Tesla Could Turn a Profit This Quarter, Some Analysts Say

July 3, 2018, 12:23 AM UTC

Wall Street analysts have been, for the most part, leery of Tesla’s assurance that it will post a profit this quarter. Elon Musk is starting to win at least some over.

Gene Munster, a veteran securities analyst now at Loup Ventures, said on an interview on CNBC that based on increased production of Tesla’s Model 3s, he expects the company to be profitable by September.

Munster’s take followed another analyst, James Albertine of Consumer Edge Research, telling CNBC last week that he also expects the company to become profitable as early as this quarter. Albertine also cited Tesla’s increased production.

Most analysts, however, remain skeptical. The 20 analysts surveyed by Thomson Reuters are forecasting a consensus loss of $1.11 a share. In the third quarter of 2017, Tesla reported a net loss of $2.92 a share.

In May, Musk predicted that Tesla would turn profitable in the third quarter — a prediction he reiterated at Tesla’s shareholder meeting last month. “It’s really looking like we’re going to have positive GAAP net income next quarter,” he said. “And we do not expect to raise any incremental debt or equity.”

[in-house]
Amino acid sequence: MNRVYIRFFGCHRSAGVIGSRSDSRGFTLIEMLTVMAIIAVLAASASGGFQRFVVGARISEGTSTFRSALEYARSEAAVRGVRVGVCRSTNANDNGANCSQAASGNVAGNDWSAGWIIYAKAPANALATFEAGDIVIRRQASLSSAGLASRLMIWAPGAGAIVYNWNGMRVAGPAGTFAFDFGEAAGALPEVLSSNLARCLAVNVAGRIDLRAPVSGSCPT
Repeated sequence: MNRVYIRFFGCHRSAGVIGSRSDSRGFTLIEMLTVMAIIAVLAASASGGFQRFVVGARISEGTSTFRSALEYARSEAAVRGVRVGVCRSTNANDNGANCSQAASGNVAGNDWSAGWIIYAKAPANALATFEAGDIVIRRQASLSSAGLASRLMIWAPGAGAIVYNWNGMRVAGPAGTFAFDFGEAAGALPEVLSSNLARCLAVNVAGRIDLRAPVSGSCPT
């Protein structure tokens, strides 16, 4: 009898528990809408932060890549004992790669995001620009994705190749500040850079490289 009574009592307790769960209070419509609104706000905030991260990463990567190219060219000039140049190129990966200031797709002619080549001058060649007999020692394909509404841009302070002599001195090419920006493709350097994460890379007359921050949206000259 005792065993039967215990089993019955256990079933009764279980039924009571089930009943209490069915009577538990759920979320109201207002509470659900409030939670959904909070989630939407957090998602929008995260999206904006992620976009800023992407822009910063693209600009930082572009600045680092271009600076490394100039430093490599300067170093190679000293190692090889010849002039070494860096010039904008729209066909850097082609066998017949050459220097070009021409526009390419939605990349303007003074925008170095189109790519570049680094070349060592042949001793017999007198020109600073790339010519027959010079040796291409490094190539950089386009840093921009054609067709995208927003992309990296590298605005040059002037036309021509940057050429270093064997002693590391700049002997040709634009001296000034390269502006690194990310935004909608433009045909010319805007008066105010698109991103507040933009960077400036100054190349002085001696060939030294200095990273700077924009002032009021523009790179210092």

Musk also vowed to shareholders that Tesla would increase production of Model 3s to 5,000 vehicles a week. The company even erected a large tent on its Fremont site to expand housing new assembly line that could boost production of the vehicles.

“If they hit that [5,000] number, it’s going to equate to 48,000 model 3s produced in the September quarter. That should get them to profitability, slightly profitable,” Munster told CNBC. “It’s not going to be wildly profitable in September, I just want to warn everyone, but… it moves them in the right direction.”

There remains some evidence that Tesla may fall short of Musk’s ambitious goal. Last week, Reuters quoted several Tesla line workers as saying that the company is not producing enough Model 3s to meet projected goals. At most, Reuters said, Tesla is capable of producing about 4,200 cars a week.

Musk, of course, disagreed via tweet: